Are there large numbers of patients with ADOA who have been misdiagnosed as having NTG? Probably not. Besides the similarities between ADOA and NTG, Votruba and associates catalogue the features of ADOA that should help to differentiate these patients from those with NTG. Unlike NTG, their ADOA patients had a very early age of onset (the mean onset of symptoms was at age 7 years and was never later than age 25 years). Their patients also demonstrated predominantly central visual field loss with relative peripheral visual field sparing. While paracentral visual field loss is not uncommon in NTG, true central loss is unusual. These patients also demonstrated more visual acuity and visual field loss than would be expected from glaucoma with the same degree of optic nerve head cupping. While there can be a family history in NTG it is rare to find autosomal dominant pedigrees with multiple affected individuals. One might find pedigrees with a mixture of POAG and NTG patients.7 However, a pure NTG pedigree, like the one Bennett and colleagues described,8 is very rare. Patients with ADOA always demonstrate pallor extending beyond the area of cupping. In studies comparing glaucomatous optic neuropathy with other optic neuropathies the presence of pallor was the single most important differentiating feature, being 94% specific for non-glaucomatous optic neuropathies.9

    Autosomal dominant optic atrophy is an important, but rare, disease. Perhaps as important as the impact of these genetic studies on ADOA is the potential impact on understanding a disease that more commonly leads to retinal ganglion cell death, optic nerve head cupping, and loss of visual function—glaucoma.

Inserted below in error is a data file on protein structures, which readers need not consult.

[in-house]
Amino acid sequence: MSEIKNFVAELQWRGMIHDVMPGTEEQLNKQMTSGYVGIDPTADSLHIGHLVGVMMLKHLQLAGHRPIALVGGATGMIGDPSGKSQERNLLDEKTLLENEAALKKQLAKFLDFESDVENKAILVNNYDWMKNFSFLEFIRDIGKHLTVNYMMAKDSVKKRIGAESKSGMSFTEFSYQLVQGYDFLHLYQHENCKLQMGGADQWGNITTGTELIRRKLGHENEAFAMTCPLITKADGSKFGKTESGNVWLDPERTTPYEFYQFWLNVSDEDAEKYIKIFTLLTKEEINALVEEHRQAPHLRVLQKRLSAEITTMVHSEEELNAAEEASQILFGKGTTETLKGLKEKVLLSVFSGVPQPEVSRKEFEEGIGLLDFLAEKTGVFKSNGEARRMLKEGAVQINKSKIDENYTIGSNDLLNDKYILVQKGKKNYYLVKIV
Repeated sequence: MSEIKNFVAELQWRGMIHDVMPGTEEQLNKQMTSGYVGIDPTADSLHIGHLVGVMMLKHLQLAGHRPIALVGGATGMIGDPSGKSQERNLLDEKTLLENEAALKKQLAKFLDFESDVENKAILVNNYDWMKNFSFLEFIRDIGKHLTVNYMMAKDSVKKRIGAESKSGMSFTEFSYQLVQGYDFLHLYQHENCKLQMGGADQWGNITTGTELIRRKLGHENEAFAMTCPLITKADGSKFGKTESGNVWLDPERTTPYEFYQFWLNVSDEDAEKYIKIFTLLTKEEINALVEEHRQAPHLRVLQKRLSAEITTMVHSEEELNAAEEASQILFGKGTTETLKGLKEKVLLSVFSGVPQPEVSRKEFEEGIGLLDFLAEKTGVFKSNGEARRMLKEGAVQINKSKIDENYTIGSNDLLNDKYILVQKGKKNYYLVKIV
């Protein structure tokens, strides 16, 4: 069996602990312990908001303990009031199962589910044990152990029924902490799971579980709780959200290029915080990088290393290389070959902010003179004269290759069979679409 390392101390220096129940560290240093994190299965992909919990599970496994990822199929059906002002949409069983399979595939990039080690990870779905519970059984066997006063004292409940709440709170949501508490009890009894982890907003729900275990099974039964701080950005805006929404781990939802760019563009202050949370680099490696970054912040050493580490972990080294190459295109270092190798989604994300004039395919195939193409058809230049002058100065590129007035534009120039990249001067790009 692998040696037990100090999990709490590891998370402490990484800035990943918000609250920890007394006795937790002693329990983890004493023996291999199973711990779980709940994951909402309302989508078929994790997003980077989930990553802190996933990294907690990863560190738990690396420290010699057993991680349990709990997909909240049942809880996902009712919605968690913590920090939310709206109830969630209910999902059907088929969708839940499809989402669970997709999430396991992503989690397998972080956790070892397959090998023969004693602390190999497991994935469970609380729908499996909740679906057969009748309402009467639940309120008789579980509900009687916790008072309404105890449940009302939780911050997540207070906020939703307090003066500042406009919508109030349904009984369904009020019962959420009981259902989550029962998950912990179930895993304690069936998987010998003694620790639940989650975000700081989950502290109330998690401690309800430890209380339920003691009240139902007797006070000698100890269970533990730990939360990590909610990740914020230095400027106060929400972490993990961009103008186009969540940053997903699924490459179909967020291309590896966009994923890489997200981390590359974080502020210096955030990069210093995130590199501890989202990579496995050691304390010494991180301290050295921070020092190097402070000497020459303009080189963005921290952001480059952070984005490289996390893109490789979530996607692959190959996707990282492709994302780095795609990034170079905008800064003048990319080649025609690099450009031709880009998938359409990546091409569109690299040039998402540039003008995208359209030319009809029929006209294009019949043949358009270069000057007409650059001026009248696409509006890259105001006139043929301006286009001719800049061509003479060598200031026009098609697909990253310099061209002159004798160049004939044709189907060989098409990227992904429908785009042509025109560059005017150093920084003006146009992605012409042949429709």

Glaucoma has been a difficult disease to study molecularly. Linkage studies on POAG and NTG families are hampered by the late onsets of these diseases. Even when there is a strong family history, the parents of the affected proband and some siblings are probably deceased at the time of family study. The children may be too young to be affected. These problems make the acquisition of the large pedigrees needed for linkage studies difficult. To circumvent this problem researchers have used early onset diseases as models for similar late onset diseases. For POAG the study of autosomal dominant juvenile onset open angle glaucoma led to linkage of the disease to chromosome 1q10 and ultimately to the discovery of the gene myocilin.11 Myocilin, besides causing most cases of autosomal dominant juvenile onset open angle glaucoma, was also found to cause about 3–5% of the more common adult onset POAG.11,12 Like myocilin, it may be that some mutations in OPA1 cause early onset severe disease while other mutations cause late onset mild disease that is difficult to distinguish from NTG.6,12

    With further research we may find that OPA1 and genes that interact with OPA1 are involved in a variety of optic neuropathies. Each of these genetic discoveries will help to solve a small piece of the puzzle of optic nerve death.

    Note in Proof

    Each genetic discovery will help to solve a small piece of the puzzle of optic nerve death